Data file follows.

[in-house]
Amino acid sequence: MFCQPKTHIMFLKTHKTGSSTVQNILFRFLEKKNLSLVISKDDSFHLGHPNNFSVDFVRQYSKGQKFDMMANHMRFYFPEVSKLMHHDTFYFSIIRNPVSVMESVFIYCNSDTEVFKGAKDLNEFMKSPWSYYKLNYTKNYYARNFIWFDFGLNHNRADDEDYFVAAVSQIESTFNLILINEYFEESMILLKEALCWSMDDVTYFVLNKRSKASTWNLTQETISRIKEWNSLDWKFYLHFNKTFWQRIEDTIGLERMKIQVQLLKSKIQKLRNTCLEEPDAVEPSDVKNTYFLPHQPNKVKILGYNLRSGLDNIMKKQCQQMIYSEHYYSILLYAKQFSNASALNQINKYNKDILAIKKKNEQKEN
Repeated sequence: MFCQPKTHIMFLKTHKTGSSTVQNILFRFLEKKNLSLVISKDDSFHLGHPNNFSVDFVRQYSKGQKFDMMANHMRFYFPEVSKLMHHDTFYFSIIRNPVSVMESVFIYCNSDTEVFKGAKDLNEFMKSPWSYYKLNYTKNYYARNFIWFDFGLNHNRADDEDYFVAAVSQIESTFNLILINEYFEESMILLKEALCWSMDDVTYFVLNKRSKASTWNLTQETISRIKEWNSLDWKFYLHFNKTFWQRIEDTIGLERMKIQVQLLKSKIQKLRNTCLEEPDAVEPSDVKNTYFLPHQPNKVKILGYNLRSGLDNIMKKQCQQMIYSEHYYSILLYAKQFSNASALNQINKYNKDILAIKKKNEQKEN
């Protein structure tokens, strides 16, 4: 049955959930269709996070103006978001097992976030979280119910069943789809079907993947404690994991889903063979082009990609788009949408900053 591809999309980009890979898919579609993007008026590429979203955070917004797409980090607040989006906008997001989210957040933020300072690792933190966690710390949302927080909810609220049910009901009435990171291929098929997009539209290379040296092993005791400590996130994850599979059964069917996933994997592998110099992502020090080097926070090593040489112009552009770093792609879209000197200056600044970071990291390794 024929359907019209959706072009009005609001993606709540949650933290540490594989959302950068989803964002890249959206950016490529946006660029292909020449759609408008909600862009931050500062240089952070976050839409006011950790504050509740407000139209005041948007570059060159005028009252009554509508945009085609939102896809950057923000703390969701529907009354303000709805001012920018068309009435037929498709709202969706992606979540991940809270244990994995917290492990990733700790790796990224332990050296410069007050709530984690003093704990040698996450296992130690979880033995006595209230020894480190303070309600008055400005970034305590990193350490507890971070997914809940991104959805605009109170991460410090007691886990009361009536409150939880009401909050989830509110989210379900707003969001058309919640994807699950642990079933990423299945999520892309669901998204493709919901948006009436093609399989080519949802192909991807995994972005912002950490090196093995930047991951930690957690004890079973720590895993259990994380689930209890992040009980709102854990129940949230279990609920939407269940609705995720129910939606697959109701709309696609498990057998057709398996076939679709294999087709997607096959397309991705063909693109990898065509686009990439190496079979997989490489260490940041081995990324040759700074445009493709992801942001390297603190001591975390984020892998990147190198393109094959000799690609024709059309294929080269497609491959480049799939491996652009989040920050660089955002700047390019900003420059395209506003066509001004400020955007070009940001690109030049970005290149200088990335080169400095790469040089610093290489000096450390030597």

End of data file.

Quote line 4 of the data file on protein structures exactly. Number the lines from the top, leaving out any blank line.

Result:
């Protein structure tokens, strides 16, 4: 049955959930269709996070103006978001097992976030979280119910069943789809079907993947404690994991889903063979082009990609788009949408900053 591809999309980009890979898919579609993007008026590429979203955070917004797409980090607040989006906008997001989210957040933020300072690792933190966690710390949302927080909810609220049910009901009435990171291929098929997009539209290379040296092993005791400590996130994850599979059964069917996933994997592998110099992502020090080097926070090593040489112009552009770093792609879209000197200056600044970071990291390794 024929359907019209959706072009009005609001993606709540949650933290540490594989959302950068989803964002890249959206950016490529946006660029292909020449759609408008909600862009931050500062240089952070976050839409006011950790504050509740407000139209005041948007570059060159005028009252009554509508945009085609939102896809950057923000703390969701529907009354303000709805001012920018068309009435037929498709709202969706992606979540991940809270244990994995917290492990990733700790790796990224332990050296410069007050709530984690003093704990040698996450296992130690979880033995006595209230020894480190303070309600008055400005970034305590990193350490507890971070997914809940991104959805605009109170991460410090007691886990009361009536409150939880009401909050989830509110989210379900707003969001058309919640994807699950642990079933990423299945999520892309669901998204493709919901948006009436093609399989080519949802192909991807995994972005912002950490090196093995930047991951930690957690004890079973720590895993259990994380689930209890992040009980709102854990129940949230279990609920939407269940609705995720129910939606697959109701709309696609498990057998057709398996076939679709294999087709997607096959397309991705063909693109990898065509686009990439190496079979997989490489260490940041081995990324040759700074445009493709992801942001390297603190001591975390984020892998990147190198393109094959000799690609024709059309294929080269497609491959480049799939491996652009989040920050660089955002700047390019900003420059395209506003066509001004400020955007070009940001690109030049970005290149200088990335080169400095790469040089610093290489000096450390030597």